But it’s definitely worth the rain for these views…
Look how many waterfalls are coming off the rocks here! We walked up a giant incline through this valley,
and from the top, we had two of the most amazing sights. First off, this view of the valley below-
and secondly- this view of a massive waterfall on the other side- incredible!
And, of course, another photo for scale…do we look wet or what?
As if that walk weren’t enough for one day, after a quick lunch we headed to Uluru, where we did the Mala walk around some of the features at the base of Uluru that best highlight Aboriginal culture and interactions with this great rock.
Uluru is an Australian and Aboriginal icon, and I’m sure you’ve seen photos of the sun setting over this infamous rock, such as this one here.
Or maybe you’ve seen photos of Uluru from space, like this amazing photograph taken from Space Imaging’s Ikonos satellite in 2004.
Either way, I bet you’re less likely to have seen photos of Uluru the way we saw it last week….covered in waterfalls!
And I mean BIG waterfalls!
It is really difficult to show what it looked like and felt like to be there in photos, but hopefully these have given you a small taste of Uluru. We followed this walk with a “sunset” view of Uluru….can you see it in the distance?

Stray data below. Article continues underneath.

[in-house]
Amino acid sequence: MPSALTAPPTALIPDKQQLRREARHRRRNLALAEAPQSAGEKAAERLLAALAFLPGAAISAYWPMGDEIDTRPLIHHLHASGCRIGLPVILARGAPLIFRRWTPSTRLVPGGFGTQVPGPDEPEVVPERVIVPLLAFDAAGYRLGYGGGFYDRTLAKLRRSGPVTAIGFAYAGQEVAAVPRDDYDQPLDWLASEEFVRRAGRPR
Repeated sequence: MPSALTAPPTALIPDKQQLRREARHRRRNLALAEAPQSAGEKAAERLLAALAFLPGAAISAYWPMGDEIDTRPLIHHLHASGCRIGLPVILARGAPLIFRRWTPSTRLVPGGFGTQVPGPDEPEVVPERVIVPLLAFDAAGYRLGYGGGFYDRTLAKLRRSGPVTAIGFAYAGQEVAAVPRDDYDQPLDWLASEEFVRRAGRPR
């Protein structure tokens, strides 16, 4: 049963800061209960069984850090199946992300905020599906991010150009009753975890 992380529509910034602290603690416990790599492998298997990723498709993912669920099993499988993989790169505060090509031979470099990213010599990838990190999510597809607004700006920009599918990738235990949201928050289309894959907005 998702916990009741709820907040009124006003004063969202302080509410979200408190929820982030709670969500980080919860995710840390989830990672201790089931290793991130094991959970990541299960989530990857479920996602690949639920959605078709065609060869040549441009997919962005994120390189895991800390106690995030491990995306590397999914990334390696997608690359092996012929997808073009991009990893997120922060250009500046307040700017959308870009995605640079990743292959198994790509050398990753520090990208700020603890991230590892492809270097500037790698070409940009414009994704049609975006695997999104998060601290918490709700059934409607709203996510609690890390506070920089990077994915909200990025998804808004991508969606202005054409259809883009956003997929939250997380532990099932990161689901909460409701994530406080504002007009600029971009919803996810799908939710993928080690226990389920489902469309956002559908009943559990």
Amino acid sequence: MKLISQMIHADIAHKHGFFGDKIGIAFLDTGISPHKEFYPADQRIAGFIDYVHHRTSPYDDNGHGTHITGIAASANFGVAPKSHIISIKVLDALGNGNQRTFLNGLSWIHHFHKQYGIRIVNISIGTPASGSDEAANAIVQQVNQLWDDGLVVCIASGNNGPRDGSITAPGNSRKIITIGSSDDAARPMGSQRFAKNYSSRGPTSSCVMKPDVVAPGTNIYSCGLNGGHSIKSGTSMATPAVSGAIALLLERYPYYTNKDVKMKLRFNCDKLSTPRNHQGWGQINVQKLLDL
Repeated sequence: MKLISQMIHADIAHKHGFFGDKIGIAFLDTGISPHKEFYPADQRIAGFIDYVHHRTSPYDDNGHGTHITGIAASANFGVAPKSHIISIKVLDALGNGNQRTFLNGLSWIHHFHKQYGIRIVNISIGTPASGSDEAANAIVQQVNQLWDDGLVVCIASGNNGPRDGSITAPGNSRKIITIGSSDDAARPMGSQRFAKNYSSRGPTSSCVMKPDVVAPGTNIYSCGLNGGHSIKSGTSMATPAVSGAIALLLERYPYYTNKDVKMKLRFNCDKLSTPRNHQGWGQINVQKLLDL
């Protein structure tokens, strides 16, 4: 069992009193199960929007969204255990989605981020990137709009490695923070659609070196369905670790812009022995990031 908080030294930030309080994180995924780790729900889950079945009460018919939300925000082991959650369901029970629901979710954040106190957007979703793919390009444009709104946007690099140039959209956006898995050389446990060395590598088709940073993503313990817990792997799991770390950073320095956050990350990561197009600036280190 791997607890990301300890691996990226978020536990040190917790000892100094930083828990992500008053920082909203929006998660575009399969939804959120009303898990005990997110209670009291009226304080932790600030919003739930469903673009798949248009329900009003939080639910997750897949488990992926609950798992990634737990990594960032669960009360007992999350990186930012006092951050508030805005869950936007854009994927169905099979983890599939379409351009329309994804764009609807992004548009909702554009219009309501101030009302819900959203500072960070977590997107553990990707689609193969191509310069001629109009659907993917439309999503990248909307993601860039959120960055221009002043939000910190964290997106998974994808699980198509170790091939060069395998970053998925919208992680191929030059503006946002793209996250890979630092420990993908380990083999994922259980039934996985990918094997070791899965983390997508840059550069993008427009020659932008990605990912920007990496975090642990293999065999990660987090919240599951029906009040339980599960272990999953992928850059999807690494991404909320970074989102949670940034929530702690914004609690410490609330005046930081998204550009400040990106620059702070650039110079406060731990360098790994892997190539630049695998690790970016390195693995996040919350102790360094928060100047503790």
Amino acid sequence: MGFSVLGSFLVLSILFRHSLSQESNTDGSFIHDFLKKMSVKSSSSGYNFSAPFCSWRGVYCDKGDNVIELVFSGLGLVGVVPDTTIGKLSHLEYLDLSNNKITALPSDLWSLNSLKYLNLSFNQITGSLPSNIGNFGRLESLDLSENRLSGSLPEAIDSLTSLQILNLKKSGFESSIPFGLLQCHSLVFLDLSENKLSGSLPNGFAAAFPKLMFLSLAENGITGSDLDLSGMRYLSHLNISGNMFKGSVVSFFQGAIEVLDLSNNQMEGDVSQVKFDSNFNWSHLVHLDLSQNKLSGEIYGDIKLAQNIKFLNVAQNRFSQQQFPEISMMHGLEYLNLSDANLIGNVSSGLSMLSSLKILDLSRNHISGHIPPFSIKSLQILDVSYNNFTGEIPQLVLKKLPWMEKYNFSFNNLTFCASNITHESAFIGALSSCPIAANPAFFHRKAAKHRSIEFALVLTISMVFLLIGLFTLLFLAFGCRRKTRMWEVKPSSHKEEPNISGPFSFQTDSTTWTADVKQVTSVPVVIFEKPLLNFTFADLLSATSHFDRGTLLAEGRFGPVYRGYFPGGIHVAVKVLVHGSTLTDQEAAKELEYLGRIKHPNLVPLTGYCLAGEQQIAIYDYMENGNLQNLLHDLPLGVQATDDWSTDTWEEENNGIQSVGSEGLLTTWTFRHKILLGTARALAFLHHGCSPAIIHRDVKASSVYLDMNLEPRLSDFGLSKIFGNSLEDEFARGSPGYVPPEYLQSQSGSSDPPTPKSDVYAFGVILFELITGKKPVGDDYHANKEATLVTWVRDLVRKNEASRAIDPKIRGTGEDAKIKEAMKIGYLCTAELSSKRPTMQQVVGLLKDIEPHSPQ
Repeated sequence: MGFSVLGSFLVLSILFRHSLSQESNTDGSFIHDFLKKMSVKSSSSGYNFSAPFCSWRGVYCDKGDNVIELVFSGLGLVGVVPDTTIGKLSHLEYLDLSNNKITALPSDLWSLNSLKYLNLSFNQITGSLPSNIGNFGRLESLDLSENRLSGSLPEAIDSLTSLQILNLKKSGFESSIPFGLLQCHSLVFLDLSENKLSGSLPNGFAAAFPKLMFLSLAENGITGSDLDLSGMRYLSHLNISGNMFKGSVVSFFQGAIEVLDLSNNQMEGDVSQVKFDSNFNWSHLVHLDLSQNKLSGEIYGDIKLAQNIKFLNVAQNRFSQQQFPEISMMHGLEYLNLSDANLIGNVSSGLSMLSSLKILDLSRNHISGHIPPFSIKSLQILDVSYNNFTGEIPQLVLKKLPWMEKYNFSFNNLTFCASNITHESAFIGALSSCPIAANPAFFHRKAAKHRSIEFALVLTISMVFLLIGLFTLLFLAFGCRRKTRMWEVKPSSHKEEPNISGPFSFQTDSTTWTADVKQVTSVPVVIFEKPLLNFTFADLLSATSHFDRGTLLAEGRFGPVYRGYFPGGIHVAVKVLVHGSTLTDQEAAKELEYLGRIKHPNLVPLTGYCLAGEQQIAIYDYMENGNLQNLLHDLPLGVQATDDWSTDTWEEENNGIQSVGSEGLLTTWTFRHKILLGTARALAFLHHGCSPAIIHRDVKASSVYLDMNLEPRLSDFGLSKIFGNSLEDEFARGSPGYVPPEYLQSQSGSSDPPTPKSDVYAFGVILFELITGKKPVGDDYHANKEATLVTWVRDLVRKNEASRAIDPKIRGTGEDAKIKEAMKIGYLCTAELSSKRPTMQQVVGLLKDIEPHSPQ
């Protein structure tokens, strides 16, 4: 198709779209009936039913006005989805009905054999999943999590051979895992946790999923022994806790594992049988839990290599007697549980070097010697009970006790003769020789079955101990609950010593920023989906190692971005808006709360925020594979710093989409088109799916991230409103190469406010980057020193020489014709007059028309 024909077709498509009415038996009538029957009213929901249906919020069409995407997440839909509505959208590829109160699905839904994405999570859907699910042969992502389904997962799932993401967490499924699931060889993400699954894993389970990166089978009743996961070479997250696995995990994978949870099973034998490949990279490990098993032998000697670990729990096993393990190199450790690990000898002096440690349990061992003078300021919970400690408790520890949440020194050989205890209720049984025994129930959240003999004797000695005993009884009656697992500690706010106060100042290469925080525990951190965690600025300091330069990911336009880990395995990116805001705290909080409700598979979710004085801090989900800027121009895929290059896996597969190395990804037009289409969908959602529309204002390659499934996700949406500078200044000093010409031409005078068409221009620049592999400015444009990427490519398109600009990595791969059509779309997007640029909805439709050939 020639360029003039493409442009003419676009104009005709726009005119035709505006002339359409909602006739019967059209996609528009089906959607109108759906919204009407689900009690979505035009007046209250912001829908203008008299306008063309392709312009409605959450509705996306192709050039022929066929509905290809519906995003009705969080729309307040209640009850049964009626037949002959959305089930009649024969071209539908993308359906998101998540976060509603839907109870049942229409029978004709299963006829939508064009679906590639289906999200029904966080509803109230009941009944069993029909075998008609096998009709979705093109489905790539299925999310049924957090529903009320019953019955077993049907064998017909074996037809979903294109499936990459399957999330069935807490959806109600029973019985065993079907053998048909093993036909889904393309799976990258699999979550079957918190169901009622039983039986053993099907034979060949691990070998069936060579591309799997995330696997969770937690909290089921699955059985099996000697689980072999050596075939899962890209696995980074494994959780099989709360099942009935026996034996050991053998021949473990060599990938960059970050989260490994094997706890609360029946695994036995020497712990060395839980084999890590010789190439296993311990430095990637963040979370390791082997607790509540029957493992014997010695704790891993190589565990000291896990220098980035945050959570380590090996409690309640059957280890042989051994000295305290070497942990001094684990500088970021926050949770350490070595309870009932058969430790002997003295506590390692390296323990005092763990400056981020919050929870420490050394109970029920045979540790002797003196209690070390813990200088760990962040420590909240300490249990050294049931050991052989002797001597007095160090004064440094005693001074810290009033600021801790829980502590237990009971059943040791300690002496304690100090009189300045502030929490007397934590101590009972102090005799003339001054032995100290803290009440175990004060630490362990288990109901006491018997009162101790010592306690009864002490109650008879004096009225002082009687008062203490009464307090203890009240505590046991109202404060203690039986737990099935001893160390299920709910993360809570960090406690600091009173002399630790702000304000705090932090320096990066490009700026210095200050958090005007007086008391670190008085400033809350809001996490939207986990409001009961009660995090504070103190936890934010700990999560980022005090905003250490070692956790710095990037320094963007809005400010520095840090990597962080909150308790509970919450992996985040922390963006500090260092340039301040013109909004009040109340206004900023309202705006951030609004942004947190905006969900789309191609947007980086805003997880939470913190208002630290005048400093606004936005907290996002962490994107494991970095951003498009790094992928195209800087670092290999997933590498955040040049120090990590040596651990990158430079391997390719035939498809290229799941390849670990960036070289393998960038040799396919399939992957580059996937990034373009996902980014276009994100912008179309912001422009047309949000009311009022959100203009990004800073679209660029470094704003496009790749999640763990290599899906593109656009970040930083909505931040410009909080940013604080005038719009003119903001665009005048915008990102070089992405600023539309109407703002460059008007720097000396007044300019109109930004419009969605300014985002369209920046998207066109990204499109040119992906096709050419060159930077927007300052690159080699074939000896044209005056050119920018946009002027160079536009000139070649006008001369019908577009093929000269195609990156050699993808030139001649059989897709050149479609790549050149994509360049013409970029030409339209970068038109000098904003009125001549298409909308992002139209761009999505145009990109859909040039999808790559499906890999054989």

Soaking wet, we hurried to our campsite (thankfully covered!) where we made dinner, and started a fire to dry off our freezing, soaked clothes.
Let’s dry off those clothes!
Cheers for a great trip (and for surviving the elements!)
Christine and I passed a dry night sleeping in the bus, and we awoke early the next morning to catch the sunrise over Uluru. Again, rainy weather foiled these plans, but we still got a slightly clearer view of the rock than we did the day before.
We ended our trip with a morning walk around the base of Uluru. The rain stopped for the first 2 hours of our walk and this time we saw Uluru without waterfalls. It was a beautiful and peaceful walk, and it was amazing to see so many sides of Uluru.
Just as we were ending our walk, the rains began again, and it was amazing to watch the waterfalls begin to work their way down the sides of the rock once again.
Here, you can see the waterfall starting at the top of the rock. After about 10 minutes, water was pouring all of the way from the top to the bottom.
My trip to the Outback was one of the most unforgettable and unique experiences I have had in Australia. It is hard to explain why this area is so special, but I love that the Outback is a place of extremes. With contrasts between red and green, dry and wet, native and non-native, the Red Center is truly a place of its own.